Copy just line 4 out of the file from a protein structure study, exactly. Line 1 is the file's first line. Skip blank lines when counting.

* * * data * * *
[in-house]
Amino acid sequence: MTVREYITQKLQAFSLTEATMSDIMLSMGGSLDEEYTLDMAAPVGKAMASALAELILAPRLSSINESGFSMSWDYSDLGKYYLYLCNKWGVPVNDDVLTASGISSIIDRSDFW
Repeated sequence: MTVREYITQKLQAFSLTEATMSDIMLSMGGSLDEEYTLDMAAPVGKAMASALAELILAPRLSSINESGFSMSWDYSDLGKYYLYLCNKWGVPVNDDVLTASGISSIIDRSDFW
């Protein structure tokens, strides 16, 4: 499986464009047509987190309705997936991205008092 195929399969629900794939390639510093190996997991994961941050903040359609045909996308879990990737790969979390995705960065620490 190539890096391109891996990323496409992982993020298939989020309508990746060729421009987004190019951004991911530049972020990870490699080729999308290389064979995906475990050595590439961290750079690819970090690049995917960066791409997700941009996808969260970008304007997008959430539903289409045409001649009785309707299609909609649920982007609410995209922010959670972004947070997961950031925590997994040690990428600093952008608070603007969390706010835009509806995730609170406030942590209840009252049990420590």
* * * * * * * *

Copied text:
């Protein structure tokens, strides 16, 4: 499986464009047509987190309705997936991205008092 195929399969629900794939390639510093190996997991994961941050903040359609045909996308879990990737790969979390995705960065620490 190539890096391109891996990323496409992982993020298939989020309508990746060729421009987004190019951004991911530049972020990870490699080729999308290389064979995906475990050595590439961290750079690819970090690049995917960066791409997700941009996808969260970008304007997008959430539903289409045409001649009785309707299609909609649920982007609410995209922010959670972004947070997961950031925590997994040690990428600093952008608070603007969390706010835009509806995730609170406030942590209840009252049990420590």